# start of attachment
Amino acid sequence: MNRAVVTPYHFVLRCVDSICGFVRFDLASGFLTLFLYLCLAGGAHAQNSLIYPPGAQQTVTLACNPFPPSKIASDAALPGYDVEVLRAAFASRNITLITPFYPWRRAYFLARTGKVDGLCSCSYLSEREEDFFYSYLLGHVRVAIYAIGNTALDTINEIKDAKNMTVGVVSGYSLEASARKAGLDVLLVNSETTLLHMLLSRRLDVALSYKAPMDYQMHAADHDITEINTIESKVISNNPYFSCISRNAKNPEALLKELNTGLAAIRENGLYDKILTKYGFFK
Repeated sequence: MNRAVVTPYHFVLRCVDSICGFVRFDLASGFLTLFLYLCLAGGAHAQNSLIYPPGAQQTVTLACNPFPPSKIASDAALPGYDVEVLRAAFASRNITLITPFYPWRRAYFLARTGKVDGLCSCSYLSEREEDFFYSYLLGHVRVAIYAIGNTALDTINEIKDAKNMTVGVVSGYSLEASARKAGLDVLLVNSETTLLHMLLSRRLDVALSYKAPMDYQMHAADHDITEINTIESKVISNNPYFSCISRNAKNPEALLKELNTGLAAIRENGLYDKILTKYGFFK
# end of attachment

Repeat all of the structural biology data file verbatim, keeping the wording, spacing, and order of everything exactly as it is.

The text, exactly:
Amino acid sequence: MNRAVVTPYHFVLRCVDSICGFVRFDLASGFLTLFLYLCLAGGAHAQNSLIYPPGAQQTVTLACNPFPPSKIASDAALPGYDVEVLRAAFASRNITLITPFYPWRRAYFLARTGKVDGLCSCSYLSEREEDFFYSYLLGHVRVAIYAIGNTALDTINEIKDAKNMTVGVVSGYSLEASARKAGLDVLLVNSETTLLHMLLSRRLDVALSYKAPMDYQMHAADHDITEINTIESKVISNNPYFSCISRNAKNPEALLKELNTGLAAIRENGLYDKILTKYGFFK
Repeated sequence: MNRAVVTPYHFVLRCVDSICGFVRFDLASGFLTLFLYLCLAGGAHAQNSLIYPPGAQQTVTLACNPFPPSKIASDAALPGYDVEVLRAAFASRNITLITPFYPWRRAYFLARTGKVDGLCSCSYLSEREEDFFYSYLLGHVRVAIYAIGNTALDTINEIKDAKNMTVGVVSGYSLEASARKAGLDVLLVNSETTLLHMLLSRRLDVALSYKAPMDYQMHAADHDITEINTIESKVISNNPYFSCISRNAKNPEALLKELNTGLAAIRENGLYDKILTKYGFFK